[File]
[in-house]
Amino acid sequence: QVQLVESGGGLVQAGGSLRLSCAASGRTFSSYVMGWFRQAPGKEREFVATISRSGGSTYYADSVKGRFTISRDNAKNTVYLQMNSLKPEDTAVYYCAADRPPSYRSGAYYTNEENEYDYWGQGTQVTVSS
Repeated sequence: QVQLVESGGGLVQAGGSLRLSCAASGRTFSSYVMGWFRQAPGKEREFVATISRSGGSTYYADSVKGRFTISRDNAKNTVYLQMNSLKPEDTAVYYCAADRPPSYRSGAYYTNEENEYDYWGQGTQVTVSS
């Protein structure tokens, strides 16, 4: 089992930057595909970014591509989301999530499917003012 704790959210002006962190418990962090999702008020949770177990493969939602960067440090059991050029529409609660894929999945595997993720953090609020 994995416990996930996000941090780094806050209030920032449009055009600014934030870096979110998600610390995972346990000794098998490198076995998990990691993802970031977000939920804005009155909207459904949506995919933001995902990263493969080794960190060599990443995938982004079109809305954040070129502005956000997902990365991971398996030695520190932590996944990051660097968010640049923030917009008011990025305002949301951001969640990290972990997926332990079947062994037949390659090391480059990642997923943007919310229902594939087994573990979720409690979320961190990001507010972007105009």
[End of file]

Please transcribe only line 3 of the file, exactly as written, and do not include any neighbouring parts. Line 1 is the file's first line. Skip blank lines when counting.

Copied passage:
Repeated sequence: QVQLVESGGGLVQAGGSLRLSCAASGRTFSSYVMGWFRQAPGKEREFVATISRSGGSTYYADSVKGRFTISRDNAKNTVYLQMNSLKPEDTAVYYCAADRPPSYRSGAYYTNEENEYDYWGQGTQVTVSS